Tuesday, October 07, 2008

The Other Human

For a change of pace from the political arena...
This month's National Geographic has a very interesting article about the other humans who lived upon our planet, The Neanderthals. We know so little about the development of our species. Searching for information on it, will bring you many theories. Most agree though, that the human species, in one form or another have been around for a couple million years... Yet we have so little information on their evolutionary process to modern day man. Reading this very interesting article will make you acknowledge how vulnerable life is. So many species have come and gone and we have barely scratched the surface of realizing their existence. Perhaps we will never learn completely how life formed upon our planet and how we got to where we are today, but there's one fact for sure; Science will endure and will never give up its quest to bring us answers. National Geographic is a good way to keep up with new scientific discovery. http://www.thethinkingblue.com

National Geographic's
Last of the Neanderthals


Eurasia was theirs alone for 200,000 years.
Then the newcomers arrived.

By Stephen S. Hall

Reconstruction by Kennis & Kennis/Photograph by Joe McNally

In March of 1994 some spelunkers exploring an extensive cave system in northern Spain poked their lights into a small side gallery and noticed two human mandibles jutting out of the sandy soil. The cave, called El Sidrón, lay in the midst of a remote upland forest of chestnut and oak trees in the province of Asturias, just south of the Bay of Biscay. Suspecting that the jawbones might date back as far as the Spanish Civil War, when Republican partisans used El Sidrón to hide from Franco's soldiers, the cavers immediately notified the local Guardia Civil.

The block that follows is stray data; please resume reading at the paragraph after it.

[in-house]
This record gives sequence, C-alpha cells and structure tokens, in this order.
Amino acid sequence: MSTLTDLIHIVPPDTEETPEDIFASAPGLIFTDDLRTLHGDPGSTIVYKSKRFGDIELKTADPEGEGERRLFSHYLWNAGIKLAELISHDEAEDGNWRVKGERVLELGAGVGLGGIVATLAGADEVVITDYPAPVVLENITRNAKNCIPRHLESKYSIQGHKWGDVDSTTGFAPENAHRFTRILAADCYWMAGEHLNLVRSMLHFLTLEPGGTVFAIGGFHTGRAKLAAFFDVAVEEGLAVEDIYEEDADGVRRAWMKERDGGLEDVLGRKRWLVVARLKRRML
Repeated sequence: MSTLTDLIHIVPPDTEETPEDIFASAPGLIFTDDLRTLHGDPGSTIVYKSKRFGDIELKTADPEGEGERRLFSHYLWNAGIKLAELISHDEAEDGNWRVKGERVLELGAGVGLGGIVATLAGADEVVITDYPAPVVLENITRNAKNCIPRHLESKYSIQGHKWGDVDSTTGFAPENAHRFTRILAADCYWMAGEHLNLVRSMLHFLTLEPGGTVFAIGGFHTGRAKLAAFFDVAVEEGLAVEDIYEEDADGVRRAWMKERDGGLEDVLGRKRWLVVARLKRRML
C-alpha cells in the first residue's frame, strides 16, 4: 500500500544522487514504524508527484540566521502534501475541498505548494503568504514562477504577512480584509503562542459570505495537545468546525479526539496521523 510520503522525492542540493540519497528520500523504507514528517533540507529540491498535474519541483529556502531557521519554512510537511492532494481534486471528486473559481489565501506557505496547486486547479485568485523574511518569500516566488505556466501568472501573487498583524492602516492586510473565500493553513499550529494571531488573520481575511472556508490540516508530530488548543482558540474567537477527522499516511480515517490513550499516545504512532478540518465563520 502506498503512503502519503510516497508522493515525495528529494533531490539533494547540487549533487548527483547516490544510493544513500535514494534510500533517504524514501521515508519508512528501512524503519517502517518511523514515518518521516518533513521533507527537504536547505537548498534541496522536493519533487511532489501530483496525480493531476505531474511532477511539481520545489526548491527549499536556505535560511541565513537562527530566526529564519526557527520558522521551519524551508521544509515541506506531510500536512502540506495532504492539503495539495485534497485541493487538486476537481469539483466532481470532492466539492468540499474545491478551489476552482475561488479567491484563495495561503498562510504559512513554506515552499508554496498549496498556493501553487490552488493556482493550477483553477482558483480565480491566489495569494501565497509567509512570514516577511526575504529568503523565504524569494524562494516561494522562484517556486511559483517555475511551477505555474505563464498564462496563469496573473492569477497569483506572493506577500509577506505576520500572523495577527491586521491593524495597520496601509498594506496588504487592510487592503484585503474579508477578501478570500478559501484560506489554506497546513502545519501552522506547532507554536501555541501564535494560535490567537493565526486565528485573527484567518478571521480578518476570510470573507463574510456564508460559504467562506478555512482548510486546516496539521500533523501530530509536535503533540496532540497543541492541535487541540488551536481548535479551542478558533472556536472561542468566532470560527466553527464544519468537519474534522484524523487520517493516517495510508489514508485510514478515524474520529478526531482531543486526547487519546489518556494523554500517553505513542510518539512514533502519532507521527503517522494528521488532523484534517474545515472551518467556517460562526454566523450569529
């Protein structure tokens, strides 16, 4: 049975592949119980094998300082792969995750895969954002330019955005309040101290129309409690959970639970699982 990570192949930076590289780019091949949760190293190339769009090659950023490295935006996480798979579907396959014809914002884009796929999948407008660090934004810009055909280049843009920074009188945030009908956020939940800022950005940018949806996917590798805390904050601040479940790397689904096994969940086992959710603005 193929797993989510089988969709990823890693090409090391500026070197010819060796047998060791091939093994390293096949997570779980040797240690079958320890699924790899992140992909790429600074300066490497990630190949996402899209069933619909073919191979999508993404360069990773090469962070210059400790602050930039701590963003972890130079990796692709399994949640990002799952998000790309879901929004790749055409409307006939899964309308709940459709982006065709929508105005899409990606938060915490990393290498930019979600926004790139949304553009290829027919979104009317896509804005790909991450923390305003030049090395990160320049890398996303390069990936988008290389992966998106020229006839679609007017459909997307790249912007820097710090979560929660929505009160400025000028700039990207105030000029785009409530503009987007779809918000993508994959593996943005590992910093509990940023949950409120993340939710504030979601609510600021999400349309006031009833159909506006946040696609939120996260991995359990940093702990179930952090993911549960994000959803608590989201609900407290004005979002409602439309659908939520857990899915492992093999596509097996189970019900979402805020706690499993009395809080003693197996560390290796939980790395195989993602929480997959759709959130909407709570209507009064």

But when police investigators inspected the gallery, they discovered the remains of a much larger—and, it would turn out, much older—tragedy.

Within days, law enforcement officials had shoveled out some 140 bones, and a local judge ordered the remains sent to the national forensic pathology institute in Madrid. By the time scientists finished their analysis (it took the better part of six years), Spain had its earliest cold case. The bones from El Sidrón were not Republican soldiers, but the fossilized remains of a group of Neanderthals who lived, and perhaps died violently, approximately 43,000 years ago. The locale places them at one of the most important geographical intersections of prehistory, and the date puts them squarely at the center of one of the most enduring mysteries in all of human evolution.

The Neanderthals, our closest prehistoric relatives, dominated Eurasia for the better part of 200,000 years. During that time, they poked their famously large and protruding noses into every corner of Europe, and beyond—south along the Mediterranean from the Strait of Gibraltar to Greece and Iraq, north to Russia, as far west as Britain, and almost to Mongolia in the east. Scientists estimate that even at the height of the Neanderthal occupation of western Europe, their total number probably never exceeded 15,000. Yet they managed to endure, even when a Cooling climate turned much of their territory into something like northern Scandinavia today—a frigid, barren tundra, its bleak horizon broken by a few scraggly trees and just enough lichen to keep the reindeer happy.

By the time of the tragedy at El Sidrón, however, the Neanderthals were on the run, seemingly pinned down in Iberia, pockets of central Europe, and along the southern Mediterranean by a deteriorating climate, and further squeezed by the westward spread of anatomically modern humans as they emerged from Africa into the Middle East and beyond. Within another 15,000 years or so, the Neanderthals were gone forever, leaving behind a few bones and a lot of questions. Were they a clever and perseverant breed of survivors, much like us, or a cognitively challenged dead end? What happened during that period, roughly 45,000 to 30,000 years ago, when the Neanderthals shared some parts of the Eurasian landscape with those modern human migrants from Africa? Why did one kind of human being survive, and the other disappear? READ MORE CLICK HERE

Neanderthal Man

The discovery of the Neanderthal Man, originally believed to be a possible
ancestor of Homo Sapiens. DNA testing showed that they were in fact a seperate
species from us, one who shared a common ancestor with a Hominid who lived in
Africa some 500,000 years ago.


More Pictures Click Here



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